“It’s getting worse outside,” Bennet mused to himself. A hand met the steel, but quickly withdrew. He turned to the others he was with, his gaze focussing on Golding. “Get to the engine room and we’ll be safe, for now,” Bennet whispered in response.

Bennet stepped forward, slowly. He raised his hands in a cooing gesture, urging the others to proceed slowly. Gingerly he stepped forward, past the bulkhead door into the next compartment. The group took a dozen paces, flashlights out.

The lights of the engine room, and presumed safety for now, beckoned with a warmth tinged with languid fumes.

The four survivors crept forward.

Pipes behind them clanged irregularly, the intestines of the ship quivering throughout the invasion. The echo led forward. The group kept  heading aft.

“Keep going…” Golding urged. He muscled past the two marines, coming up behind Farhill. Gingerly he placed a hand on her shoulder. She tensed.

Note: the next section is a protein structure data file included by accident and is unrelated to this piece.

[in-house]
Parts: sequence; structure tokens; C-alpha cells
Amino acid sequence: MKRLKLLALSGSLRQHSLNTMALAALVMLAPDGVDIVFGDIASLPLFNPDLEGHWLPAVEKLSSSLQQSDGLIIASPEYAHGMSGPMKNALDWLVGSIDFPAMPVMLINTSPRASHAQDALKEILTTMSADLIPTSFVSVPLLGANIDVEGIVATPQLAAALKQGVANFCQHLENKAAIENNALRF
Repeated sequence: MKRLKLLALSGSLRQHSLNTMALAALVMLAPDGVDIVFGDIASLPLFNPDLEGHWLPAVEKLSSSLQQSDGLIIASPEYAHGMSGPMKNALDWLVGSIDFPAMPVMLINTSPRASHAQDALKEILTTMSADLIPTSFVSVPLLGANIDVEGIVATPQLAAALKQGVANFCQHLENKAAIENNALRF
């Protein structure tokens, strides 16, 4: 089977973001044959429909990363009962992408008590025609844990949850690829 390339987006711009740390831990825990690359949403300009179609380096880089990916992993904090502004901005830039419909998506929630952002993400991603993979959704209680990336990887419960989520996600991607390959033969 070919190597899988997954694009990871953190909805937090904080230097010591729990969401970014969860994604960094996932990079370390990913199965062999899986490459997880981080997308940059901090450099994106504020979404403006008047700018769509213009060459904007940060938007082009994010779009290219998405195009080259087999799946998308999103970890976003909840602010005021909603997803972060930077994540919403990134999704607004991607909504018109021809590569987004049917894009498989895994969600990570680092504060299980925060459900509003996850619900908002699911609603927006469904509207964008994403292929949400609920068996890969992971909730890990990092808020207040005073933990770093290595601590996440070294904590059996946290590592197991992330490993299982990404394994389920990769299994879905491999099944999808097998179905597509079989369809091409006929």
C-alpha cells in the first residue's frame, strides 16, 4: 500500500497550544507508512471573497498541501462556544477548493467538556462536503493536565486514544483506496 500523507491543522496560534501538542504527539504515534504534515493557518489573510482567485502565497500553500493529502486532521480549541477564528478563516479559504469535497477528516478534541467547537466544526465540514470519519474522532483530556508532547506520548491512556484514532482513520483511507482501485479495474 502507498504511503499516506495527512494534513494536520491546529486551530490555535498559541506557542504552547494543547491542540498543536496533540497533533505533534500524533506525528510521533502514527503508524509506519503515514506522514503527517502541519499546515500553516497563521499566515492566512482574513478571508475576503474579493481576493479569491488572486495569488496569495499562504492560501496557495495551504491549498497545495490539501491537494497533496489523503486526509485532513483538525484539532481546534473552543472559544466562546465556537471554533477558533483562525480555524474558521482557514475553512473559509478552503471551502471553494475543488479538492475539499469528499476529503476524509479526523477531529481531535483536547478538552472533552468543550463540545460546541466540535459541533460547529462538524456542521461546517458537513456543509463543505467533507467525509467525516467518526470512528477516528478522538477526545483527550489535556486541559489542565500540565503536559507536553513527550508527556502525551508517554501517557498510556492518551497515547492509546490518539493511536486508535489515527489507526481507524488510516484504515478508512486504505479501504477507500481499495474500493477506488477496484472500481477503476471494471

“Don’t do that!” she hissed, startled.

“Sorry,” Golding murmured.

A few paces ahead, Bennet stopped and turned.

“Quiet. Just round here,” he beckoned. “Go with them,” he cooed to Marta. Shivering, she did so. The rescue group filed around. Golding brushed past. The engineer was looking past, into the pipework of the machinery room. The waves echoed in the hollow metal box this deep in the hull. A disc of flashlight beam danced around the pipes.

The shadows were moving again, running from the light.

“It’s too quiet,” Bennet mused aloud. “Too quiet…”

Golding shouldered past. Around the corner he saw the warm, almost welcoming glow of the illuminated engine room, and the growl of rattling machinery. He turned back to Bennet. “Come on.”